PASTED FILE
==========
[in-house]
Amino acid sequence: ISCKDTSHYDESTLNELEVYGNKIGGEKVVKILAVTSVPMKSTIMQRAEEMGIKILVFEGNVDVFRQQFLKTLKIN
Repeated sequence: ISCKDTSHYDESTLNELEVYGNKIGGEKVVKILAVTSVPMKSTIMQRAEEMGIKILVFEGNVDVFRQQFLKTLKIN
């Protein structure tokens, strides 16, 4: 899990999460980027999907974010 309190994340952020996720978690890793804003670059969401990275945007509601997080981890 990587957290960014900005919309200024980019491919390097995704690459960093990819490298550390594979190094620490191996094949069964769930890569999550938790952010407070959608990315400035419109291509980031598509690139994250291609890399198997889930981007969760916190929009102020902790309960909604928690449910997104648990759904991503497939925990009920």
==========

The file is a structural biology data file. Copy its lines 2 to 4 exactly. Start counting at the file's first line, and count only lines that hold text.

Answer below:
Amino acid sequence: ISCKDTSHYDESTLNELEVYGNKIGGEKVVKILAVTSVPMKSTIMQRAEEMGIKILVFEGNVDVFRQQFLKTLKIN
Repeated sequence: ISCKDTSHYDESTLNELEVYGNKIGGEKVVKILAVTSVPMKSTIMQRAEEMGIKILVFEGNVDVFRQQFLKTLKIN
């Protein structure tokens, strides 16, 4: 899990999460980027999907974010 309190994340952020996720978690890793804003670059969401990275945007509601997080981890 990587957290960014900005919309200024980019491919390097995704690459960093990819490298550390594979190094620490191996094949069964769930890569999550938790952010407070959608990315400035419109291509980031598509690139994250291609890399198997889930981007969760916190929009102020902790309960909604928690449910997104648990759904991503497939925990009920």